The Highway 99 tunnel’s north interchange, designed before the recent transit boom, could delay thousands of people, by making buses weave through general traffic.
When the Highway 99 tunnel finally opens, as many as 15,000 bus riders a day might be slowed exiting Aurora Avenue North into downtown streets, because a new road design will force transit to weave across two lanes of general traffic.
The design dilemma is an example of how megaprojects take so long to deliver that the culture shifts around them. When lawmakers in 2009 approved the $2 billion tunnel to replacing the Alaskan Way Viaduct, transit was not top of mind.
But in recent years, Seattle has been overrun by growth in jobs and housing especially in the South Lake Union area — and transit use has soared.
Weekend closure on Aurora Avenue North
Highway 99 is closed this weekend in the South Lake Union area, from Valley Street to the Battery Street Tunnel, until 5 a.m. Monday. The work will allow traffic lanes to be shifted onto a new overpass, where contractors are finishing a future interchange.
At the same time, state crews will close two northbound lanes on the Aurora Bridge for maintenance, from 5 a.m. to 5 p.m. Saturday; and two southbound lanes, from 5 a.m. to 5 p.m. Sunday.
Aurora now provides dedicated bus lanes to speed up the RapidRide E Line, Route 5, and other lines serving more than 25,000 passengers daily, north- and southbound.
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In 2018, when the tunnel’s new north interchange opens, those bus lanes will fail to reach the new downtown offramp — where buses will mix briefly with cars in a single lane. Currently, two lanes of southbound Aurora continue to the viaduct, and two lanes exit at Denny Way.
The missing link for buses could cause a bottleneck not just for bus passengers, but for motorists in the left lane.
Government planners insist bus travel will improve — because of greatly improved stations and bus lanes just beyond the interchange, entering downtown.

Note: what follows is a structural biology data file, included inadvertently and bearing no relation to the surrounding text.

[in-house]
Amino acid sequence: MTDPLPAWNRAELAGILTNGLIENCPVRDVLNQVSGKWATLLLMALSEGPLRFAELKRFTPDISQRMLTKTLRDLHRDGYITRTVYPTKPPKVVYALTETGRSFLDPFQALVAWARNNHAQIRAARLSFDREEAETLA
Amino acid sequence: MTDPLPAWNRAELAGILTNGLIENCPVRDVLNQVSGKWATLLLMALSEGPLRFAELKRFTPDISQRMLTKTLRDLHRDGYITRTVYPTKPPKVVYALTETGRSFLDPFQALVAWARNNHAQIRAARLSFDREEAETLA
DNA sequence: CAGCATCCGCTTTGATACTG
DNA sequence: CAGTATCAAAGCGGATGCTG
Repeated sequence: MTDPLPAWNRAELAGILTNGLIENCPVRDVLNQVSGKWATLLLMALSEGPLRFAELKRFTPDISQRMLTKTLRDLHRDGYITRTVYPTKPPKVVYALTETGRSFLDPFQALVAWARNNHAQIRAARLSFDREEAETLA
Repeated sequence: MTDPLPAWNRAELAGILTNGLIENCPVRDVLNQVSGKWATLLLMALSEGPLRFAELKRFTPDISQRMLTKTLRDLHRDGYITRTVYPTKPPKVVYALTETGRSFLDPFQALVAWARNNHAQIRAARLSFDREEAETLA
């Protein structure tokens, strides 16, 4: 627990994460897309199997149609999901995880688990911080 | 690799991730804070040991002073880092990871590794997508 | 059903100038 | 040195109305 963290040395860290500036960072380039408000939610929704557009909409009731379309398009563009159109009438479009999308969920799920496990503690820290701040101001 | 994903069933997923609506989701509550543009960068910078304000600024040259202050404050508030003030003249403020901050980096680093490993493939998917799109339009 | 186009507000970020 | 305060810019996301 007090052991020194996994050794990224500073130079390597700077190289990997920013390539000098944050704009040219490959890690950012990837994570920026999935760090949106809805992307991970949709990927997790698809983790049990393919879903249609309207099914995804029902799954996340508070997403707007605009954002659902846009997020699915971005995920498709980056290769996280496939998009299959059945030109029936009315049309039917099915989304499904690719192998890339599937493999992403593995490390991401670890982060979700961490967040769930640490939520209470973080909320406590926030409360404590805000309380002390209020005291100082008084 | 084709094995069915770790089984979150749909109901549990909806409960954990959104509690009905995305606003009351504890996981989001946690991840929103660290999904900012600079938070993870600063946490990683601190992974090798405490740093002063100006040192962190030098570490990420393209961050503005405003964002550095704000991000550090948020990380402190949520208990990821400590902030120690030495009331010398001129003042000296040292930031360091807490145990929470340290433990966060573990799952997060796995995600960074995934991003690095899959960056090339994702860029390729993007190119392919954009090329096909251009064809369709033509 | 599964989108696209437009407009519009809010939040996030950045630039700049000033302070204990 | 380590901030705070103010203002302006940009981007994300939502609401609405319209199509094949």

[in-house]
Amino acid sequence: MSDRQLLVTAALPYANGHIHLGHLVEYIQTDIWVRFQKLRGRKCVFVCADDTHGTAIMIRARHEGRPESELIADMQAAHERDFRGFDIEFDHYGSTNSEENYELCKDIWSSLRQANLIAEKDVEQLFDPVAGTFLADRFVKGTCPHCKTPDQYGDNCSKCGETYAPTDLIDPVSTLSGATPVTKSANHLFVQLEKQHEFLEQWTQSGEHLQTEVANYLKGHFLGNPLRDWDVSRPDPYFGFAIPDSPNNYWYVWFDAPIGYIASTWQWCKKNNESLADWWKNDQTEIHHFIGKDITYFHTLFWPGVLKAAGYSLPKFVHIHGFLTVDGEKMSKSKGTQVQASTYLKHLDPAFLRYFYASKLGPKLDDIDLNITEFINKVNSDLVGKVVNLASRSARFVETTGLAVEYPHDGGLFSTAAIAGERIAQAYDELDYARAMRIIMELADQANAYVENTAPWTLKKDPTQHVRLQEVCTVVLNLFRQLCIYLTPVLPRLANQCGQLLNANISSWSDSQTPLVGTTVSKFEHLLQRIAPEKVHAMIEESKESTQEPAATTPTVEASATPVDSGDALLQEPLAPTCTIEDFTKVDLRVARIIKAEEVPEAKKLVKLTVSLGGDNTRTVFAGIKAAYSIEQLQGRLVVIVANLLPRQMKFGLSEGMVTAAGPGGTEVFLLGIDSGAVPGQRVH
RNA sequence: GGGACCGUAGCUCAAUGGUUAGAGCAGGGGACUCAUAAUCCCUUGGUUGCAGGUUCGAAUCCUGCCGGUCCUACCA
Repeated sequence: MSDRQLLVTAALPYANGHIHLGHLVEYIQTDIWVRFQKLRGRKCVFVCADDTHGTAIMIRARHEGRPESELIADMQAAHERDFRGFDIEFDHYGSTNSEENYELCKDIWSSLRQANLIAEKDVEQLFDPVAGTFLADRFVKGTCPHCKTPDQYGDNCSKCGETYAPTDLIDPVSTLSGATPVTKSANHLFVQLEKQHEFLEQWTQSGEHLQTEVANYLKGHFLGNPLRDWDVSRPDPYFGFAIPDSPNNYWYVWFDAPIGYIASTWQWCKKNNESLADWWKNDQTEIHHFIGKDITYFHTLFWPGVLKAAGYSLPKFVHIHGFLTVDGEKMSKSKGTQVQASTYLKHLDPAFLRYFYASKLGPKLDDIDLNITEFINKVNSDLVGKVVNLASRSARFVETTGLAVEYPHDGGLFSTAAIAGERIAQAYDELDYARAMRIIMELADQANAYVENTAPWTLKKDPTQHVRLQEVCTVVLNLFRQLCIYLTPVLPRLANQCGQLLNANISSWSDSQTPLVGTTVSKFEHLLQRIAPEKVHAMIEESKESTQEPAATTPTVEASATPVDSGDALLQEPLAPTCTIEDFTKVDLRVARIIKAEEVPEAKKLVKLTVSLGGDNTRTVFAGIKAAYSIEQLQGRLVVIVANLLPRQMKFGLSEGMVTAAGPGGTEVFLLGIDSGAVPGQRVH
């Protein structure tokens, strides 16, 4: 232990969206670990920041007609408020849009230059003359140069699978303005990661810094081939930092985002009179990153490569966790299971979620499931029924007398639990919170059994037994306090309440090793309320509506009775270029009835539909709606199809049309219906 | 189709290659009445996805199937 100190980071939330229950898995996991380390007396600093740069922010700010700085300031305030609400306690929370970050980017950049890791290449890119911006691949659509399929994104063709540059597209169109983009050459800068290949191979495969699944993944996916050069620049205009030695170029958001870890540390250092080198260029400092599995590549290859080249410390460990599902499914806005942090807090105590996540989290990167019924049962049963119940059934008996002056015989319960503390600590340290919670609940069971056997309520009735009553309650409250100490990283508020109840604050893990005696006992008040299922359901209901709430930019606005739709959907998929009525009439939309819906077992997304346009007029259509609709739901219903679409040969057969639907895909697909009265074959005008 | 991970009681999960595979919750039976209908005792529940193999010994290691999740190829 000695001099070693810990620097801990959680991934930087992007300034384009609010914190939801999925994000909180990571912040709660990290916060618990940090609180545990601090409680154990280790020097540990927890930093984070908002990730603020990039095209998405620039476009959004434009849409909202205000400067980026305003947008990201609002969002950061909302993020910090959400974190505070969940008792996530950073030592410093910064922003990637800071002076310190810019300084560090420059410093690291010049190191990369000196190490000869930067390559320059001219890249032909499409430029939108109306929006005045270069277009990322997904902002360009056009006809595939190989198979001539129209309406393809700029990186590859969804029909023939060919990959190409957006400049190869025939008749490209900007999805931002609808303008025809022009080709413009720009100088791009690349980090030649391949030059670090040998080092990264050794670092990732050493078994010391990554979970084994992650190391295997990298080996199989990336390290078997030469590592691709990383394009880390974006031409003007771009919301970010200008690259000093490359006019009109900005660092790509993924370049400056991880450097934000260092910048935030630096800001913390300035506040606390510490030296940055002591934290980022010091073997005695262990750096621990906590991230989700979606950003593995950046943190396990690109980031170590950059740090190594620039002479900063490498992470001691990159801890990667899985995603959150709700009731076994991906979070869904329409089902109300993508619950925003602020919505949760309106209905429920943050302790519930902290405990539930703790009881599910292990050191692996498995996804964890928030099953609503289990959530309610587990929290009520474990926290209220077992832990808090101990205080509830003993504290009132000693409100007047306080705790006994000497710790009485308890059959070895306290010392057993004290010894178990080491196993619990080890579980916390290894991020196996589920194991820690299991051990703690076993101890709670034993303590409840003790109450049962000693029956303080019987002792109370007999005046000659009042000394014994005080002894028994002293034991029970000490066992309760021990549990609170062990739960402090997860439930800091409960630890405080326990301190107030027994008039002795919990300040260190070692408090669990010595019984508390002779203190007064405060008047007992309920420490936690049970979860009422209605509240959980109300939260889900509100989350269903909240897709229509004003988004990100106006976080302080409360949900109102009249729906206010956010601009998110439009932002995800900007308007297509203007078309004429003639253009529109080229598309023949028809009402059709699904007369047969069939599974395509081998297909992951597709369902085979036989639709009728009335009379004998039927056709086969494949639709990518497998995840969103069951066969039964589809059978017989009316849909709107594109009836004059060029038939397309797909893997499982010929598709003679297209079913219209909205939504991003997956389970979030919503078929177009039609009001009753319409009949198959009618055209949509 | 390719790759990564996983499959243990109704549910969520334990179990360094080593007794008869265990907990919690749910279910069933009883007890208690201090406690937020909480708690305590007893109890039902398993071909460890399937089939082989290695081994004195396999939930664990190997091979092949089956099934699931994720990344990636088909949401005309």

“The new configuration will bring new opportunities, not new barriers,” said Victor Obeso, service-development director for King County Metro Transit.
Dave Sowers, the state’s deputy Highway 99 administrator, said he doesn’t think cars and buses will be worse off in the tunnel era than in the viaduct era.
“The capacity on Aurora is going to be similar to what it is today, after the tunnel opens,” he said.
However, a gap in transit lanes at such a critical location belies countless hours and dollars Seattle is spending to promote transit use.
Beyond the new $60 car-tab fee and sales-tax hike to add bus hours, part of a $930 million “Move Seattle” property-tax levy this November would retrofit seven transit corridors, add walk-bike paths and “eliminate bottlenecks.” About half of downtown commuters take buses and trains, and regionally more than 600,000 passengers ride transit.
State transportation Secretary Lynn Peterson expects to hold further discussions with the city.
“I can’t give you a redesign on the fly,” she said, as she attended an event this week in Bothell. “Thank you for bringing this to our attention.”
Working in the E Line’s favor is the state “yield to buses” law.
Drivers do in fact cooperate on northbound Highway 99 in Sodo, and on the West Seattle Bridge, where bus drivers leave the Metro bus lanes to merge with general traffic.
Government planners say they’ve tweaked the initial Aurora-exit layout, trying to reduce the effect of the chokepoint.
That future left-side exit lane from Aurora will be extra long, while Aurora’s last E Line stop will be positioned more than a half-mile earlier, at Galer Street — allowing ample room for buses to merge left.
Farther ahead, the agencies revised a piece of the single-lane offramp to slip in a second lane, which can be devoted to buses, Obeso said.
And for buses returning north, a third surface lane near the onramp might allow buses to receive a head-start signal to bypass general traffic.
State contractors are building four lanes on the Harrison Street/Aurora overpass — to allow a big hub station and east-west transit connections.
“This is key to the multiple improvements that Seattle DOT (Department of Transportation) and our partners are looking at for the explosive growth in the South Lake Union area,” said Bill Bryant, city transit program manager.
But even now, other blocks of Harrison are being outfitted with curbs, planters and even utility poles, shrinking capacity to two lanes. Traffic would crawl unless the city takes bold steps, such as making Harrison bus-only. “We haven’t gotten to that point,” Bryant said.
In a pinch, Washington state could fall back on its four-decade history of wedging bus-carpool lanes and interchanges into tight spots.
“In the future when this is all buttoned up, there is always the possibility of reducing lane width or reducing shoulders,” said Bernard Van de Kamp, city major projects manager. “The state would probably be hesitant to do that on a brand new roadway or bridge structure.”
Obeso promised Metro will do what’s needed to keep its buses moving.